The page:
With volunteers’ data quality paramount, quality assurance (QA) included following standard protocols, and developing templates for data collection tested by both community members and scientists. The provision of an audit trail e.g., documenting all methods used, facilitates programme succession and forms part of basic QA procedures.

Growing group capacity and succession planning            

Training that is accessible, and that uses a set format/templates to enhance community group capacity and ensure consistency is integral to effective monitoring programme delivery. Training requires investing resources and increased collaboration between monitoring programme participants (e.g., community volunteers, environmental managers and scientists).

Succession planning for monitoring ‘finding new people to train and learn’, is needed from the outset to ensure monitoring programme sustainability. This is critical given the need for long-term commitment by community volunteers as well as the need for ongoing support from experts and organisations. The need for paid management was raised as a means for facilitating succession planning, with questions raised around volunteer vs. paid workers – how to spend resources correctly?

Communication

The importance of strong, clear communication from the outset was iterated by numerous breakout groups, firstly to determine corporate/agency expectations, and community group capability. Good technical input that simplifies the language used is needed to establish a mutually agreed upon scientific framework for the monitoring.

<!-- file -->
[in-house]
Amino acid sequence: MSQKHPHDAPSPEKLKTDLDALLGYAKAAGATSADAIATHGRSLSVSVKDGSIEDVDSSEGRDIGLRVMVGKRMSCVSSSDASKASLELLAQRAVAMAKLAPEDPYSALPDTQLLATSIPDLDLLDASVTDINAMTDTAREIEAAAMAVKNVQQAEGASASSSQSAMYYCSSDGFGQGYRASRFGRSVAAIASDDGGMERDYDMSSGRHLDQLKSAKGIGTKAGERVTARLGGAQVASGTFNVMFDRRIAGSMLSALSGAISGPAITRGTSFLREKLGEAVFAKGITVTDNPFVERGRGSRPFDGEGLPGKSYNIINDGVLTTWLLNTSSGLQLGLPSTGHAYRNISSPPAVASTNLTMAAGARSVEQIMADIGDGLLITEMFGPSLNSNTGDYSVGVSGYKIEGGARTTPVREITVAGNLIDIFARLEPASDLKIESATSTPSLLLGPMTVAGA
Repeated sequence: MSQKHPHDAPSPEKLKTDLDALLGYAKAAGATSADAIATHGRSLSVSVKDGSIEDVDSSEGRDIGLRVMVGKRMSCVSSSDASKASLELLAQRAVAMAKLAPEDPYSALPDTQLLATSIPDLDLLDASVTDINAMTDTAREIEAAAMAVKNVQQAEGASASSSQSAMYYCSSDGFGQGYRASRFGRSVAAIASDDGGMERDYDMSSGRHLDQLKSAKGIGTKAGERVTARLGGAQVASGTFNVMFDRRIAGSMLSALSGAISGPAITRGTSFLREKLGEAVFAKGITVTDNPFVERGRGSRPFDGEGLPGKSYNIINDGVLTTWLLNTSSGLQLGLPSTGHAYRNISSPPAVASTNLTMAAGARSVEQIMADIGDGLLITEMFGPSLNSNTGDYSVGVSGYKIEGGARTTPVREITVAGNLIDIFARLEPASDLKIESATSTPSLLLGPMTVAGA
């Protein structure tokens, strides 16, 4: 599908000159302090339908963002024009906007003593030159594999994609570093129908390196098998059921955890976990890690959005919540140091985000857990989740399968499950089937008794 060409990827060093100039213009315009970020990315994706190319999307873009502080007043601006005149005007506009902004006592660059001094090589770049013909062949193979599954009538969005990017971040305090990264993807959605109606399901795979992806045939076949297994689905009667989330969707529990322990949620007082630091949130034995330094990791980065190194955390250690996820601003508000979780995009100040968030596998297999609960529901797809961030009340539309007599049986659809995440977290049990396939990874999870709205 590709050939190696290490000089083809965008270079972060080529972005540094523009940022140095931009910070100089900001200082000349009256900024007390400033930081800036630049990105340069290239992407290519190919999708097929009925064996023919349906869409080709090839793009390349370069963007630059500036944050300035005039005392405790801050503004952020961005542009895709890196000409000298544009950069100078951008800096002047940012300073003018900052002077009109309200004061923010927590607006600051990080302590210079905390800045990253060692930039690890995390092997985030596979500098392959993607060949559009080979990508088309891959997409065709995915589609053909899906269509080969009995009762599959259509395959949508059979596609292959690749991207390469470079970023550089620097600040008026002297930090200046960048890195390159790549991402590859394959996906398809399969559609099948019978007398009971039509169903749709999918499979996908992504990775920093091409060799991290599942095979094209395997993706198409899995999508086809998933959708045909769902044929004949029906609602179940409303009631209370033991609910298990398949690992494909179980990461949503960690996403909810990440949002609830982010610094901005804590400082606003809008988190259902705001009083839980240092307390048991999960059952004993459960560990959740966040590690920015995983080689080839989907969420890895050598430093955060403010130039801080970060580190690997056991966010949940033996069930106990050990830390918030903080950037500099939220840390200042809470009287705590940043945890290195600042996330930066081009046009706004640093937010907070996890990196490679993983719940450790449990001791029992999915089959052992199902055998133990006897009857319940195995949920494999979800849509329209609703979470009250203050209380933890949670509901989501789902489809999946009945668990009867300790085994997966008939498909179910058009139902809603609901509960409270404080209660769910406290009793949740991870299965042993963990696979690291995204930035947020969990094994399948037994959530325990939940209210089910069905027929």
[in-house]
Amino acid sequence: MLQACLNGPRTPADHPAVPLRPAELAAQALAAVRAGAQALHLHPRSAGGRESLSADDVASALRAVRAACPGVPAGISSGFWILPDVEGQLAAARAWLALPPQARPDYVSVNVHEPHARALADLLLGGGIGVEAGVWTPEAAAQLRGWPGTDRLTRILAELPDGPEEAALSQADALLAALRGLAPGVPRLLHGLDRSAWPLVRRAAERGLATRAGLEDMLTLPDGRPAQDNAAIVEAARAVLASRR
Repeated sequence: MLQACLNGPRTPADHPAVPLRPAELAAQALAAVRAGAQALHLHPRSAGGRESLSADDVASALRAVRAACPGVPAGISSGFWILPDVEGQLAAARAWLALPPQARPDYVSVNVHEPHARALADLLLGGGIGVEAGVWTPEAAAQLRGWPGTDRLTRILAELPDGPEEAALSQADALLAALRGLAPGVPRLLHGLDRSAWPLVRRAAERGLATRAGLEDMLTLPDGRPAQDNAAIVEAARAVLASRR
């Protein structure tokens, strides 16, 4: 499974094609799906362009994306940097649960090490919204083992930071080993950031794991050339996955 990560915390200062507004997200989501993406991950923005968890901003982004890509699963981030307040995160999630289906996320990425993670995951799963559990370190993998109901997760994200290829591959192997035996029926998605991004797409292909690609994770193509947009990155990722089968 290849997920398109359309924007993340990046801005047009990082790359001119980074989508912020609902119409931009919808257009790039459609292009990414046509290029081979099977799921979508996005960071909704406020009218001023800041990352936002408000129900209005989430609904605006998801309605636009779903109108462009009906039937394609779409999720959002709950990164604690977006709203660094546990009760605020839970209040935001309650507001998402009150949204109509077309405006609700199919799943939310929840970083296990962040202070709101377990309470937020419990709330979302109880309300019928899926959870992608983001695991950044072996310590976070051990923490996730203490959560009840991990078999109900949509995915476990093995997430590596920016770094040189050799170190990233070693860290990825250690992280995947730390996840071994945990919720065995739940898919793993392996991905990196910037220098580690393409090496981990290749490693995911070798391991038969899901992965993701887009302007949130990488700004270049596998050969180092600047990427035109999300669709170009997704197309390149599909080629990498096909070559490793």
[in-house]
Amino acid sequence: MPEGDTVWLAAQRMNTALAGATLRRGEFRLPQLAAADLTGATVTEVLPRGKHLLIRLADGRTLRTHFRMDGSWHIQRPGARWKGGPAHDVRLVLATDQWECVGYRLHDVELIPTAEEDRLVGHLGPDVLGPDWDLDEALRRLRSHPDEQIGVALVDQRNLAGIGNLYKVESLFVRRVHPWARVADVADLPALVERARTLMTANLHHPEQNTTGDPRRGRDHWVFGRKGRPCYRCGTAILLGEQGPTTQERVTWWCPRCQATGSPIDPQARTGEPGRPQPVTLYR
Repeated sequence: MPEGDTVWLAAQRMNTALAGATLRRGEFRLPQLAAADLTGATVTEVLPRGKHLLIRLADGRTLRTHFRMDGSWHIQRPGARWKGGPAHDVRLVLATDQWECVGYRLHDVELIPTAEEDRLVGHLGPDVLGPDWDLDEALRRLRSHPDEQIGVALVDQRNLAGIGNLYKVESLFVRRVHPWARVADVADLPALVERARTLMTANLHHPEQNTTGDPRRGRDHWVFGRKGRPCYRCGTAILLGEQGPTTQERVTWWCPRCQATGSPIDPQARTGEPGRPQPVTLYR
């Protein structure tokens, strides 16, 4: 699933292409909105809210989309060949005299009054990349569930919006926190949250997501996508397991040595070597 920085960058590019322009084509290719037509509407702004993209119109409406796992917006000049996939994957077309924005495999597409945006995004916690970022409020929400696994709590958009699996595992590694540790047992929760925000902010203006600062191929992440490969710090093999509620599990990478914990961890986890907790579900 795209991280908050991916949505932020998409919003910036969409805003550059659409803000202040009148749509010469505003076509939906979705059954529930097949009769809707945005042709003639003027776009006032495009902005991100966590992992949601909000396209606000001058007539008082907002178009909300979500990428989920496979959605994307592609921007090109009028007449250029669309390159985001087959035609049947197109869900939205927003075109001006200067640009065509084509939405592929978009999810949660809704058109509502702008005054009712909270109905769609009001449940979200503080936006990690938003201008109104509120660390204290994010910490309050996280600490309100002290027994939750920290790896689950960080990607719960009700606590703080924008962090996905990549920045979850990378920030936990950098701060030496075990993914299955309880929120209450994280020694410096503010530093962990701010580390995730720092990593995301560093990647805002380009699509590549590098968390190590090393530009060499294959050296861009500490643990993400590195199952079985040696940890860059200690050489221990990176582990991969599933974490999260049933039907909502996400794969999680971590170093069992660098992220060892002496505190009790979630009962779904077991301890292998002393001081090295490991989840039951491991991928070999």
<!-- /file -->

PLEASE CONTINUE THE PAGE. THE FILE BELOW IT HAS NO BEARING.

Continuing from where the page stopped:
The ability to engage the wider public was seen as important for raising awareness e.g., through ecological storytelling, and to increase support for the monitoring and projects overall.

Access to information

Several break out groups suggested having a centralised resource where tools for monitoring (e.g. recommended protocols), as well as data could be stored. Opportunities already exist regionally (e.g., the Waikato Biodiversity Forum) and nationally through the NatureWatchNZ and Nature Space databases. A centralised database may help avoid ‘reinventing the wheel’.

Next steps…

The citizen science/community-based environmental monitoring-themed workshops in Christchurch and Nelson have highlighted issues that appear to be universal (e.g., concerns around the quality and therefore functionality of community-generated data), as well as those that are less well researched such as succession planning and differing cultural values informing monitoring programme design. It is tempting to dream up research projects to fill a wide range of knowledge gaps (one of many topics I’d love to investigate, is groups’ monitoring programme quality assurance mechanisms…), however the need to start acting on these needs.

As the NZ Landcare Trust’s project ‘Citizen Science meets environmental restoration: Measuring success through monitoring’ evolves over the next two years, Alastair Cole (the project coordinator) and I expect to see pathways to progress citizen science made more concrete. Watch this space!